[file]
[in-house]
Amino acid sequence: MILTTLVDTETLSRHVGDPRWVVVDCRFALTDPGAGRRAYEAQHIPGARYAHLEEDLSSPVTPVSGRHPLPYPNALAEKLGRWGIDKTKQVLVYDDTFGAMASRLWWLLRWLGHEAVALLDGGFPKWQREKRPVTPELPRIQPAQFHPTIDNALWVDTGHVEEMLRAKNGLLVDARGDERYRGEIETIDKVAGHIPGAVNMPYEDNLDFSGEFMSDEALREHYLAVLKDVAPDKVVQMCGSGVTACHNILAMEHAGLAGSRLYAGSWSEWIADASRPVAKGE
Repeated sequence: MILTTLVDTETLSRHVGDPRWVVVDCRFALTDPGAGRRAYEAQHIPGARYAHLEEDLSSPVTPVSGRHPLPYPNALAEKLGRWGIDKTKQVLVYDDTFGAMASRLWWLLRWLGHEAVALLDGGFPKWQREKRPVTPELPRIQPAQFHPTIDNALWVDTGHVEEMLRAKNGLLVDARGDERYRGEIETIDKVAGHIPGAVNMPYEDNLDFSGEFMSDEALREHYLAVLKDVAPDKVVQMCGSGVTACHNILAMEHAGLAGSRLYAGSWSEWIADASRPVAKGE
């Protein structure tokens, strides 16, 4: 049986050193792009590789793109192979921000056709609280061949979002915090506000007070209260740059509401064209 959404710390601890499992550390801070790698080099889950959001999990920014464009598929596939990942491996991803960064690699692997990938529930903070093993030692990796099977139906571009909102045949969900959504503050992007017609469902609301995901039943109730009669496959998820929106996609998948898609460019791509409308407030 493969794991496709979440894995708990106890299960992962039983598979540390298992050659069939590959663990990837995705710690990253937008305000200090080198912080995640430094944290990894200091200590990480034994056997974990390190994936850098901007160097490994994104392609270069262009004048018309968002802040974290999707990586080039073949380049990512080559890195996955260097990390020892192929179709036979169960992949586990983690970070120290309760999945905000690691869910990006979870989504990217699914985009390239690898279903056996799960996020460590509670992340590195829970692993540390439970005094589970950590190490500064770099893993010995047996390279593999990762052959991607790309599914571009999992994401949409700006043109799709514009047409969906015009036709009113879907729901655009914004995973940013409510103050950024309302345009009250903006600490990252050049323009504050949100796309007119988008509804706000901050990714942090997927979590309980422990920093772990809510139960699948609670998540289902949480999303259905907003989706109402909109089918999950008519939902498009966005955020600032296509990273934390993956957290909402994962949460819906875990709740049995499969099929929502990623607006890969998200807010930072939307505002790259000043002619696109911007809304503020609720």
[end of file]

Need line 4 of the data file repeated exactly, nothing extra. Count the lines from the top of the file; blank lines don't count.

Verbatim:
């Protein structure tokens, strides 16, 4: 049986050193792009590789793109192979921000056709609280061949979002915090506000007070209260740059509401064209 959404710390601890499992550390801070790698080099889950959001999990920014464009598929596939990942491996991803960064690699692997990938529930903070093993030692990796099977139906571009909102045949969900959504503050992007017609469902609301995901039943109730009669496959998820929106996609998948898609460019791509409308407030 493969794991496709979440894995708990106890299960992962039983598979540390298992050659069939590959663990990837995705710690990253937008305000200090080198912080995640430094944290990894200091200590990480034994056997974990390190994936850098901007160097490994994104392609270069262009004048018309968002802040974290999707990586080039073949380049990512080559890195996955260097990390020892192929179709036979169960992949586990983690970070120290309760999945905000690691869910990006979870989504990217699914985009390239690898279903056996799960996020460590509670992340590195829970692993540390439970005094589970950590190490500064770099893993010995047996390279593999990762052959991607790309599914571009999992994401949409700006043109799709514009047409969906015009036709009113879907729901655009914004995973940013409510103050950024309302345009009250903006600490990252050049323009504050949100796309007119988008509804706000901050990714942090997927979590309980422990920093772990809510139960699948609670998540289902949480999303259905907003989706109402909109089918999950008519939902498009966005955020600032296509990273934390993956957290909402994962949460819906875990709740049995499969099929929502990623607006890969998200807010930072939307505002790259000043002619696109911007809304503020609720």